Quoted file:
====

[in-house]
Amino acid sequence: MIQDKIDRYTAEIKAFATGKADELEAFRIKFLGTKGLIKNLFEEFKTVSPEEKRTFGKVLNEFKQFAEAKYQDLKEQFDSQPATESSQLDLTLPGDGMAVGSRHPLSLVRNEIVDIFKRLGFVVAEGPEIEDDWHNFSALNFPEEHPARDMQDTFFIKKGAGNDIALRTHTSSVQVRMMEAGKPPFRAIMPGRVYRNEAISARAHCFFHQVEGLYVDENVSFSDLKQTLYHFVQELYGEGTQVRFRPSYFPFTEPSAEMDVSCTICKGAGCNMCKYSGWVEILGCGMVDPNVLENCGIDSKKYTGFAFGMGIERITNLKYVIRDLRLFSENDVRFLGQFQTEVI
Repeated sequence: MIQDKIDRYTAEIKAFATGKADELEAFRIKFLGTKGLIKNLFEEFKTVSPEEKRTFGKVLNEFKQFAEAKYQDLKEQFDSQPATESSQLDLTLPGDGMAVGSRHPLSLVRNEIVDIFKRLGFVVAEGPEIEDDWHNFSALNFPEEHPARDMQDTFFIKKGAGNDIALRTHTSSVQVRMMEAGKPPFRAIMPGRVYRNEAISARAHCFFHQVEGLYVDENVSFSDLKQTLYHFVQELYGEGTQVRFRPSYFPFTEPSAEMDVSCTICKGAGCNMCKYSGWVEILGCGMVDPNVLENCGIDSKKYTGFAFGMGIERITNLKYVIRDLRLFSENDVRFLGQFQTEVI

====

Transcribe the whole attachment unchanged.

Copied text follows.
[in-house]
Amino acid sequence: MIQDKIDRYTAEIKAFATGKADELEAFRIKFLGTKGLIKNLFEEFKTVSPEEKRTFGKVLNEFKQFAEAKYQDLKEQFDSQPATESSQLDLTLPGDGMAVGSRHPLSLVRNEIVDIFKRLGFVVAEGPEIEDDWHNFSALNFPEEHPARDMQDTFFIKKGAGNDIALRTHTSSVQVRMMEAGKPPFRAIMPGRVYRNEAISARAHCFFHQVEGLYVDENVSFSDLKQTLYHFVQELYGEGTQVRFRPSYFPFTEPSAEMDVSCTICKGAGCNMCKYSGWVEILGCGMVDPNVLENCGIDSKKYTGFAFGMGIERITNLKYVIRDLRLFSENDVRFLGQFQTEVI
Repeated sequence: MIQDKIDRYTAEIKAFATGKADELEAFRIKFLGTKGLIKNLFEEFKTVSPEEKRTFGKVLNEFKQFAEAKYQDLKEQFDSQPATESSQLDLTLPGDGMAVGSRHPLSLVRNEIVDIFKRLGFVVAEGPEIEDDWHNFSALNFPEEHPARDMQDTFFIKKGAGNDIALRTHTSSVQVRMMEAGKPPFRAIMPGRVYRNEAISARAHCFFHQVEGLYVDENVSFSDLKQTLYHFVQELYGEGTQVRFRPSYFPFTEPSAEMDVSCTICKGAGCNMCKYSGWVEILGCGMVDPNVLENCGIDSKKYTGFAFGMGIERITNLKYVIRDLRLFSENDVRFLGQFQTEVI